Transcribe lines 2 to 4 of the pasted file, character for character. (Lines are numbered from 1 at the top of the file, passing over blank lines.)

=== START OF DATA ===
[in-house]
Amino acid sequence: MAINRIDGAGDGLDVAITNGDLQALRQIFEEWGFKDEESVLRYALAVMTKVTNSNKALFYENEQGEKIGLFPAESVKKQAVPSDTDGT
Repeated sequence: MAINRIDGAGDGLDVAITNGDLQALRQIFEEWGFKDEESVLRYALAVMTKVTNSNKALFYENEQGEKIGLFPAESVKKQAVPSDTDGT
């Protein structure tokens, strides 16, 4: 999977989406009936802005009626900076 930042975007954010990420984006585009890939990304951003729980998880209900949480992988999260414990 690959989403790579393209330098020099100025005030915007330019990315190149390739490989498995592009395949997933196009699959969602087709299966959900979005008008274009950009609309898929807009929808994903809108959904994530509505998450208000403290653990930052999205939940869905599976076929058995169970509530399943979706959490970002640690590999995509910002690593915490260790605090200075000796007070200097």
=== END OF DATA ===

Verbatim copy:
Amino acid sequence: MAINRIDGAGDGLDVAITNGDLQALRQIFEEWGFKDEESVLRYALAVMTKVTNSNKALFYENEQGEKIGLFPAESVKKQAVPSDTDGT
Repeated sequence: MAINRIDGAGDGLDVAITNGDLQALRQIFEEWGFKDEESVLRYALAVMTKVTNSNKALFYENEQGEKIGLFPAESVKKQAVPSDTDGT
């Protein structure tokens, strides 16, 4: 999977989406009936802005009626900076 930042975007954010990420984006585009890939990304951003729980998880209900949480992988999260414990 690959989403790579393209330098020099100025005030915007330019990315190149390739490989498995592009395949997933196009699959969602087709299966959900979005008008274009950009609309898929807009929808994903809108959904994530509505998450208000403290653990930052999205939940869905599976076929058995169970509530399943979706959490970002640690590999995509910002690593915490260790605090200075000796007070200097």